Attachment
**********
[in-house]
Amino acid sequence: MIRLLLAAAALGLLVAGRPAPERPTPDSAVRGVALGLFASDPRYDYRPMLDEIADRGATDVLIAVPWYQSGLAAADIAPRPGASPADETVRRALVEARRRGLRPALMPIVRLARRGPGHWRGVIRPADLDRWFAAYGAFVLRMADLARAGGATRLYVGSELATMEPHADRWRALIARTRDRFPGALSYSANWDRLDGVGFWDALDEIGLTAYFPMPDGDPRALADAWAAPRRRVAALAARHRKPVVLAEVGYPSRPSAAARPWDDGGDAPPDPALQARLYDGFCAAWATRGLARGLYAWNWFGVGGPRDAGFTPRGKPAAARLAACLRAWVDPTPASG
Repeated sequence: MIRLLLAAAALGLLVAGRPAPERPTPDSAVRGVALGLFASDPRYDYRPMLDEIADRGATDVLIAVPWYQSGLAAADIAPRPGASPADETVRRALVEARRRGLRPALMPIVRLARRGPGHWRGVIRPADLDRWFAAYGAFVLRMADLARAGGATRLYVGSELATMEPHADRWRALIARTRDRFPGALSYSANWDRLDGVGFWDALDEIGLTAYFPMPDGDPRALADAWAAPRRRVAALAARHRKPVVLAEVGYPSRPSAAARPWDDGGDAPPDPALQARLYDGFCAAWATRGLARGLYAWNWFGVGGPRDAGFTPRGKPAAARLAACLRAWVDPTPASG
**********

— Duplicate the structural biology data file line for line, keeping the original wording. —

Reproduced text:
[in-house]
Amino acid sequence: MIRLLLAAAALGLLVAGRPAPERPTPDSAVRGVALGLFASDPRYDYRPMLDEIADRGATDVLIAVPWYQSGLAAADIAPRPGASPADETVRRALVEARRRGLRPALMPIVRLARRGPGHWRGVIRPADLDRWFAAYGAFVLRMADLARAGGATRLYVGSELATMEPHADRWRALIARTRDRFPGALSYSANWDRLDGVGFWDALDEIGLTAYFPMPDGDPRALADAWAAPRRRVAALAARHRKPVVLAEVGYPSRPSAAARPWDDGGDAPPDPALQARLYDGFCAAWATRGLARGLYAWNWFGVGGPRDAGFTPRGKPAAARLAACLRAWVDPTPASG
Repeated sequence: MIRLLLAAAALGLLVAGRPAPERPTPDSAVRGVALGLFASDPRYDYRPMLDEIADRGATDVLIAVPWYQSGLAAADIAPRPGASPADETVRRALVEARRRGLRPALMPIVRLARRGPGHWRGVIRPADLDRWFAAYGAFVLRMADLARAGGATRLYVGSELATMEPHADRWRALIARTRDRFPGALSYSANWDRLDGVGFWDALDEIGLTAYFPMPDGDPRALADAWAAPRRRVAALAARHRKPVVLAEVGYPSRPSAAARPWDDGGDAPPDPALQARLYDGFCAAWATRGLARGLYAWNWFGVGGPRDAGFTPRGKPAAARLAACLRAWVDPTPASG